Saturday, July 14, 2012

Shetland Ponies and the Strangles…

Shetland pony in a field of wildflowers.
July 11, 2012. Sometime in the past couple of days, according to the captain (who should know) we travelled 17,782 nautical miles, or exactly half-way on our journey of, presumably, 35,564 nautical miles. Also, in a few days, on our way to Halifax, we will pass the antipode—the exact opposite point on the globe—to Sydney. That exhausts my statistical bent. For today.

Although I was still sick (and remained so for quite a few more days) I went on the Lerwick tour that I had arranged with Roy of Shetland Small Group Tours. I only arranged the tour a few days ahead of time and was a tiny bit worried about his being available at short notice; did that mean he wasn’t very good? I shouldn’t have worried, Roy was great! There were eight of us in a van and he took us to as many places as he could  in a fairly short time period (the ship was only in port about six hours) and he wasn’t just a driver (as the guy in Le Havre was), he was a GREAT guide.

We got a tour of an old crofter’s (farmer's) home—the Croft House Museum—and he took us to see the Shetland ponies but we couldn’t touch, much to my and Donna’s dismay, because some of the ponies have the strangles and it’s very contagious. I don’t exactly know what the “strangles” are, but Roy was very serious about our not even touching the fences that the ponies came up to. He tried to show us the puffins but apparently they don’t open their email because they clearly didn’t get the memo telling them to be front and center for us.

Best of all, we had a very light lunch/snack at the Spiggie Hotel. Roy says he likes it because the big tours can’t go there (not enough room) and all the food is homemade. He had made a reservation for us at noon so the soup would be hot. A little expensive—£5 ($7.50)—especially since he didn’t check with me first, but it was delicious and everybody thought it was a great idea. So did I, I was just a bit miffed that he didn’t check to see if that’s what we wanted to do. We had homemade pumpkin soup and homemade scones with butter. Yum!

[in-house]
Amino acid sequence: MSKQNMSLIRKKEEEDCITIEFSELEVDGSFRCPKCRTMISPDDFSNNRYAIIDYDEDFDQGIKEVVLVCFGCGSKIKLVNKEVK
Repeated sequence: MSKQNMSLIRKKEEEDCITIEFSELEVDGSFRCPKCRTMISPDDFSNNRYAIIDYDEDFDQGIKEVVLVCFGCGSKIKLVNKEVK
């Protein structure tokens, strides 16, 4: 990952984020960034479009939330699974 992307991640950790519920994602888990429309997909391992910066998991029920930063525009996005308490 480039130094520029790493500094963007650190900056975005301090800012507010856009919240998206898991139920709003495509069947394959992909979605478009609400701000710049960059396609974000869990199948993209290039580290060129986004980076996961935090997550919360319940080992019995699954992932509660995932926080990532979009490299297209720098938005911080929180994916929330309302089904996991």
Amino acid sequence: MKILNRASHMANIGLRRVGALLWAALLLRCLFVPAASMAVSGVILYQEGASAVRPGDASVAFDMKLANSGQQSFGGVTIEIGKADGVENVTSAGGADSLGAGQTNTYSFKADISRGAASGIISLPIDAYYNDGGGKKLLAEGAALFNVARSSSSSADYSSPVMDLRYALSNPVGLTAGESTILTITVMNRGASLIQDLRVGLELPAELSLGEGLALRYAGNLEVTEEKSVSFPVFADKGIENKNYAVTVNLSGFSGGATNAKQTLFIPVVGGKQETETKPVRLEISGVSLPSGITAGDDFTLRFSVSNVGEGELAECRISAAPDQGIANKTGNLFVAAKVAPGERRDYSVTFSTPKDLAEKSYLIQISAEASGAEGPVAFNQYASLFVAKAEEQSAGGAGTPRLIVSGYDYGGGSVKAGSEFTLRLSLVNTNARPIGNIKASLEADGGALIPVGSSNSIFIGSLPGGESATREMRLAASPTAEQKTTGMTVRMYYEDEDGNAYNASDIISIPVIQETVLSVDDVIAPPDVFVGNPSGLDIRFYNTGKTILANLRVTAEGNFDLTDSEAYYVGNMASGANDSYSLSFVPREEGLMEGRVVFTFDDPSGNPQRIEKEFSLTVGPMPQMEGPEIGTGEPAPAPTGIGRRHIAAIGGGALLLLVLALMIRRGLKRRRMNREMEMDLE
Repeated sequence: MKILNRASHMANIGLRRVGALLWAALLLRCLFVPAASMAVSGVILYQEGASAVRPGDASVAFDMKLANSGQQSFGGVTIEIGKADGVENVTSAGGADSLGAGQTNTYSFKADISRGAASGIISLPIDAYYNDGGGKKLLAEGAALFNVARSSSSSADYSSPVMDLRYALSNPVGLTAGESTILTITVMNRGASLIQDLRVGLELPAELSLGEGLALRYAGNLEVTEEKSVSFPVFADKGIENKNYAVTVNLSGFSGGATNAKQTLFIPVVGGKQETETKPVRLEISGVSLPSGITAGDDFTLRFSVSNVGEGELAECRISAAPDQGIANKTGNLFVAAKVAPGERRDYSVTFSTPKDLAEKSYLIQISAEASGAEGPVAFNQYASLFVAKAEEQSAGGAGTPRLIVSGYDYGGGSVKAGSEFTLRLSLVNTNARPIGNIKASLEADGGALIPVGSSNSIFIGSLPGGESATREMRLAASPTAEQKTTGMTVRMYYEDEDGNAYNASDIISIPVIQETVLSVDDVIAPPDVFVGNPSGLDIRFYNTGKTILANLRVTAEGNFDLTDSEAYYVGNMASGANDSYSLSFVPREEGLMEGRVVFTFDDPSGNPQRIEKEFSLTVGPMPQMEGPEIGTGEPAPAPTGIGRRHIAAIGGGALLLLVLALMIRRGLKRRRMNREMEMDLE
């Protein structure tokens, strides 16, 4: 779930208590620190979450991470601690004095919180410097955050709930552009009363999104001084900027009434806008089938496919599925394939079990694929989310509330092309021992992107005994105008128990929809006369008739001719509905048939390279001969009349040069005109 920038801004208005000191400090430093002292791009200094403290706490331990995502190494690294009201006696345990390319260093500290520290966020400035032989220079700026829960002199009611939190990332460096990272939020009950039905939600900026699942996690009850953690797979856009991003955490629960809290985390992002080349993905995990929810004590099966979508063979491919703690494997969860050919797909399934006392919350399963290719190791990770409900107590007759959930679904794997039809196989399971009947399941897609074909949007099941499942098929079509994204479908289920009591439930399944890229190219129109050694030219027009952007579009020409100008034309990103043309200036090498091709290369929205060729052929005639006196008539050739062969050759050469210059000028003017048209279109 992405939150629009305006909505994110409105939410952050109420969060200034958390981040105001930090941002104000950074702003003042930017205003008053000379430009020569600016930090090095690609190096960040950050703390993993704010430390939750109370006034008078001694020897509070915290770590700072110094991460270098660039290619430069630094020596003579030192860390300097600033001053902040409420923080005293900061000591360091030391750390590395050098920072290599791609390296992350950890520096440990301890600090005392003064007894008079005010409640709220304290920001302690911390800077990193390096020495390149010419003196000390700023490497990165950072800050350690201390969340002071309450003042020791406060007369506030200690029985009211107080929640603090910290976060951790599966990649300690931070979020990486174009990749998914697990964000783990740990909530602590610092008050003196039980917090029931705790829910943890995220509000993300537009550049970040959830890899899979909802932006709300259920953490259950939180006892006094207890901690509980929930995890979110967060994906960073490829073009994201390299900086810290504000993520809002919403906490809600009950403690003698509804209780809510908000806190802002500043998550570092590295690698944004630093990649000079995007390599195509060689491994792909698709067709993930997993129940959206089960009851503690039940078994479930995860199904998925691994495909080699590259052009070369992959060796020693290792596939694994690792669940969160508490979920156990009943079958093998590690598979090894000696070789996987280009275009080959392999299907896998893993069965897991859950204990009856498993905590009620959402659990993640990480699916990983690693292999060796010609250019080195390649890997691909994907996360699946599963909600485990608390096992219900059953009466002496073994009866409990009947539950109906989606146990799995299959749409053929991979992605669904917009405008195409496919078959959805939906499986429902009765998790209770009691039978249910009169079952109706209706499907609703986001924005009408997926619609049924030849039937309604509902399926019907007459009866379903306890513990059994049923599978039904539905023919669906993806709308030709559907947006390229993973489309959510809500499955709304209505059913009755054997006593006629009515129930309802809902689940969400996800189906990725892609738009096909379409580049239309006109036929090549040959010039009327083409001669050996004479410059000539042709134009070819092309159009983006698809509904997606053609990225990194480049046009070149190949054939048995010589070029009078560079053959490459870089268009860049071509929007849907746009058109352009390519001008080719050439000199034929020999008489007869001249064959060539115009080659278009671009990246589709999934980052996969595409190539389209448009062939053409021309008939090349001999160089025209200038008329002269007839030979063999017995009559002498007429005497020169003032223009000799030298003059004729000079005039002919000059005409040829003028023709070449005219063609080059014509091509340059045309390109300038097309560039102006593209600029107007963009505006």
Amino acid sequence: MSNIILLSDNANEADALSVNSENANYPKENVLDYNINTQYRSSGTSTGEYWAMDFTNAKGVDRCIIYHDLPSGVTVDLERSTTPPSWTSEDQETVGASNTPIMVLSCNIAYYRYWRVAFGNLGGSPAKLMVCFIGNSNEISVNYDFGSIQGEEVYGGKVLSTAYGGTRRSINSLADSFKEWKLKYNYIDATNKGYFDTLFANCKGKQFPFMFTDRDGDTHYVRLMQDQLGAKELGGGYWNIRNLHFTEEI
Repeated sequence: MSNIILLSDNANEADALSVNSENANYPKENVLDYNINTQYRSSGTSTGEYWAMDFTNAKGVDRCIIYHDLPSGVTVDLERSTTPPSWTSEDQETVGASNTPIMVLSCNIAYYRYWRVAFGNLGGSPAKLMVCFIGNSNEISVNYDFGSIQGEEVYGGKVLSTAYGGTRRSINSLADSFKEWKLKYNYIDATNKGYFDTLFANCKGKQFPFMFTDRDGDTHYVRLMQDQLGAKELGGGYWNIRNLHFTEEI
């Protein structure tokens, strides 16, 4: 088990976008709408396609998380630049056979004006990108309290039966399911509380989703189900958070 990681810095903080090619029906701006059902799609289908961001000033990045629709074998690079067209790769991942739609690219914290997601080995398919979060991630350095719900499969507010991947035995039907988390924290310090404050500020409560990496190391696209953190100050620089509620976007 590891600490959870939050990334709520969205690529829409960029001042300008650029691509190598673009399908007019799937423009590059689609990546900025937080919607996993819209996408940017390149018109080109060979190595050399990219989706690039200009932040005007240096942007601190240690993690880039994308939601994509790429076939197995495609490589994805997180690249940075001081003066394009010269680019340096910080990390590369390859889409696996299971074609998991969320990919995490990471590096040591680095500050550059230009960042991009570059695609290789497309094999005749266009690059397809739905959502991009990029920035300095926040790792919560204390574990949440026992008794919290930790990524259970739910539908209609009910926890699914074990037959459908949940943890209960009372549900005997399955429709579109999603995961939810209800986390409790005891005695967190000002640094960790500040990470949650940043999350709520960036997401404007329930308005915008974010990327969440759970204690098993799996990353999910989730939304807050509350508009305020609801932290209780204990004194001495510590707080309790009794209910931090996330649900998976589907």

So we got to see lots of interesting things and got back to Lerwick in time to do a bit of “retail therapy.” I found a very nice (partially) hand-knit sweater, which I’ll probably not wear again after Halifax but I will need it in Lakes Entrance and Ballarat as it will still be in the last throes of winter when we get there.

As it turned out, that was the last time I was out and I probably shouldn’t have gone out. My sore throat and cough got much worse and I ended up in the ships hospital for some antibiotics and am only now (7/14/12) slowly starting to recover. Haven’t even been down to Happy Hour in the Rendez-Vous Bar!
Chris, Donna, and Steve at the Spiggie Hotel dining room,

Shetland ponies and babies in a field.

The sign says, "Dunna Chuck Bruck" the Shetlandian way of saying "Put it in here!"

The harbor of Lerwick. We had to anchor and tender in.

Typical scenery

"Use it up, make do, do without" the old New England adage of not wasting anything is used here, too. That is an old boat, no longer seaworthy, but still good enough to use as the roof on a shed.

Flat Stanley reading the welcome sign in Lerwick with Randy.
The living area of the crofter's house

A box bed

You will see these fallen down centers of the house all over!

This woman met our van on a single lane road and was NOT happy about having to back up. Probably because she didn't really know HOW to back up.

How to get over a fence.

Flat Stanley at lunch at the Spiggie Hotel

Pam and her beer at the Spiggie Hotel.

VERY shaggy Shetland pony.
Outside of the crofter's home

Roy, our guide, expounding on the virtues of peat.

Roy demonstrating how to make a spoon.

Flat Stanley had another beer when I wasn't looking!

No comments:

Post a Comment